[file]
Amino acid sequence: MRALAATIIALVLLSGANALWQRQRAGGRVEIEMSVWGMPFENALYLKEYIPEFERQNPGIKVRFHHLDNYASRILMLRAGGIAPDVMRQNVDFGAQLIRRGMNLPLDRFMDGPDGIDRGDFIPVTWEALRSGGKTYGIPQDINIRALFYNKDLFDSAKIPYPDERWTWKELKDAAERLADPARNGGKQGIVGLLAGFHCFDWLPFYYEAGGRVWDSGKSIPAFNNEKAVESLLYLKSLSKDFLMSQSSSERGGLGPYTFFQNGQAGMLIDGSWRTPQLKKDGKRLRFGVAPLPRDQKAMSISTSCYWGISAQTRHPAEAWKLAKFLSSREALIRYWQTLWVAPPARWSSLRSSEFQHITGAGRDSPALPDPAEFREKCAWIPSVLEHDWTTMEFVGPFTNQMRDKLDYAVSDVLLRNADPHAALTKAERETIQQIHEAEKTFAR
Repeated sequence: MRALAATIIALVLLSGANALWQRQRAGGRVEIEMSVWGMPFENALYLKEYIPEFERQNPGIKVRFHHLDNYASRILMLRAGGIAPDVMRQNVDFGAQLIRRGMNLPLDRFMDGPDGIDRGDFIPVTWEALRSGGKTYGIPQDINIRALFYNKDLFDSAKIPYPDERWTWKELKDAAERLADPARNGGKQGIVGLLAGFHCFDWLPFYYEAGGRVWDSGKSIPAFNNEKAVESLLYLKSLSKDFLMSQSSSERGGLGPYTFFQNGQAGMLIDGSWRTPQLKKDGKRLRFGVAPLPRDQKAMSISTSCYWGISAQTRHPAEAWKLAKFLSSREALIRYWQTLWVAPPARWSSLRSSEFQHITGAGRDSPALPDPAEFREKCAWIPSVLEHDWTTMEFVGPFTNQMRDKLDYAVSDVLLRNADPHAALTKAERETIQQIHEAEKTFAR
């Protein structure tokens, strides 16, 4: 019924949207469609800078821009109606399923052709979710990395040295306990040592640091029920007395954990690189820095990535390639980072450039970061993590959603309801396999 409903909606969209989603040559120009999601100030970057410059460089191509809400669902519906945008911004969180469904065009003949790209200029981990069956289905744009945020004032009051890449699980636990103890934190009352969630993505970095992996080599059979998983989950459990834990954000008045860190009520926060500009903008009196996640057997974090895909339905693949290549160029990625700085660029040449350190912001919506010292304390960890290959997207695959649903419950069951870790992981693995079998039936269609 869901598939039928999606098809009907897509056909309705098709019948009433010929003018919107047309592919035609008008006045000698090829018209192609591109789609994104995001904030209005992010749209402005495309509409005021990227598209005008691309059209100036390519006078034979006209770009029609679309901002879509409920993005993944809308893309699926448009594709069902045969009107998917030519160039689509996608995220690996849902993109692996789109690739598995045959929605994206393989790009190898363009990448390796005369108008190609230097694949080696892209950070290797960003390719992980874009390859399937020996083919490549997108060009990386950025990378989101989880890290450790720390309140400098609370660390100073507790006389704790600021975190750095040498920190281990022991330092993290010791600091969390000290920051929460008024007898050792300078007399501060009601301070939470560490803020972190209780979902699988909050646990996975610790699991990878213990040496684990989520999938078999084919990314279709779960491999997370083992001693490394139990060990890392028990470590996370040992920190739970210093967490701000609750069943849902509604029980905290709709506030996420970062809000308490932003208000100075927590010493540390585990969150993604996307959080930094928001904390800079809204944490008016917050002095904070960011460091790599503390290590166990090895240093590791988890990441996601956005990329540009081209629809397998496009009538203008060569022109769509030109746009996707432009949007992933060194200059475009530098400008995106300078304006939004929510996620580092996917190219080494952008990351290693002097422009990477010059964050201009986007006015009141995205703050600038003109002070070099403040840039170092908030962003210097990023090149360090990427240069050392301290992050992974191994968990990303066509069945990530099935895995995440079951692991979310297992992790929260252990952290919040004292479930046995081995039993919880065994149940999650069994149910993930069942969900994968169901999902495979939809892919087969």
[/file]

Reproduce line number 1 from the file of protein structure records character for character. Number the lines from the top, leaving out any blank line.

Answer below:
Amino acid sequence: MRALAATIIALVLLSGANALWQRQRAGGRVEIEMSVWGMPFENALYLKEYIPEFERQNPGIKVRFHHLDNYASRILMLRAGGIAPDVMRQNVDFGAQLIRRGMNLPLDRFMDGPDGIDRGDFIPVTWEALRSGGKTYGIPQDINIRALFYNKDLFDSAKIPYPDERWTWKELKDAAERLADPARNGGKQGIVGLLAGFHCFDWLPFYYEAGGRVWDSGKSIPAFNNEKAVESLLYLKSLSKDFLMSQSSSERGGLGPYTFFQNGQAGMLIDGSWRTPQLKKDGKRLRFGVAPLPRDQKAMSISTSCYWGISAQTRHPAEAWKLAKFLSSREALIRYWQTLWVAPPARWSSLRSSEFQHITGAGRDSPALPDPAEFREKCAWIPSVLEHDWTTMEFVGPFTNQMRDKLDYAVSDVLLRNADPHAALTKAERETIQQIHEAEKTFAR